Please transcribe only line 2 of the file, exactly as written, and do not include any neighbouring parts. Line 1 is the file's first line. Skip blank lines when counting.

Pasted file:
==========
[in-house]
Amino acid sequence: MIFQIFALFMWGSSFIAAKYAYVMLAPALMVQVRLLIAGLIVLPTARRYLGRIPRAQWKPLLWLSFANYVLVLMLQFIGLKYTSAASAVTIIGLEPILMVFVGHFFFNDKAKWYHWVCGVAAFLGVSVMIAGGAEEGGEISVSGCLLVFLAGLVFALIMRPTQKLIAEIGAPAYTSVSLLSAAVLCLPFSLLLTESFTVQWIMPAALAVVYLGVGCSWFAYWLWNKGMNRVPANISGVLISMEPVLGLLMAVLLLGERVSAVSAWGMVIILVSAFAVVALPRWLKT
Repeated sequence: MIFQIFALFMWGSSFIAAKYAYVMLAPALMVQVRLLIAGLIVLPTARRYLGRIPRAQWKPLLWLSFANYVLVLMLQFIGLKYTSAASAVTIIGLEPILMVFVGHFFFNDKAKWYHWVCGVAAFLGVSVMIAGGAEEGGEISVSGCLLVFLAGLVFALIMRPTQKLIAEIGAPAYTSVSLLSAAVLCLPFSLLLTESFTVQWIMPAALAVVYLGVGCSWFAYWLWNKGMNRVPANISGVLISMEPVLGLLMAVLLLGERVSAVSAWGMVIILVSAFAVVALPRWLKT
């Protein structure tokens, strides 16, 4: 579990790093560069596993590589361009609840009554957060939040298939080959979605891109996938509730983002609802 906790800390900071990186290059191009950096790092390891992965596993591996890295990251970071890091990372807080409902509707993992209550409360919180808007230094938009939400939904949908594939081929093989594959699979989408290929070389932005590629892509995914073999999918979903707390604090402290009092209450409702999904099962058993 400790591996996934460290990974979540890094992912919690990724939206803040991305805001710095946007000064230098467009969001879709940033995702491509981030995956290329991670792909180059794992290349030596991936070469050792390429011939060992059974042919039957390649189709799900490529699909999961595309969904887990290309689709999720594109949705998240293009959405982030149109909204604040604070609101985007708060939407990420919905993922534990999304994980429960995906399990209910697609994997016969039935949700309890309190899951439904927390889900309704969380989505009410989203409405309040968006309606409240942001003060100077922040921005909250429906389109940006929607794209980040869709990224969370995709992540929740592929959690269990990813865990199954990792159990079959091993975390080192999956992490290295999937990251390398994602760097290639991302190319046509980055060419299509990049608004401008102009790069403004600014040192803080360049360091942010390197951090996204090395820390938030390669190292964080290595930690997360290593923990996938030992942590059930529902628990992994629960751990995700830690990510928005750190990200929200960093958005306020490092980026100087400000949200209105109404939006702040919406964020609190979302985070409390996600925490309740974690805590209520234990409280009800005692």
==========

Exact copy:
Amino acid sequence: MIFQIFALFMWGSSFIAAKYAYVMLAPALMVQVRLLIAGLIVLPTARRYLGRIPRAQWKPLLWLSFANYVLVLMLQFIGLKYTSAASAVTIIGLEPILMVFVGHFFFNDKAKWYHWVCGVAAFLGVSVMIAGGAEEGGEISVSGCLLVFLAGLVFALIMRPTQKLIAEIGAPAYTSVSLLSAAVLCLPFSLLLTESFTVQWIMPAALAVVYLGVGCSWFAYWLWNKGMNRVPANISGVLISMEPVLGLLMAVLLLGERVSAVSAWGMVIILVSAFAVVALPRWLKT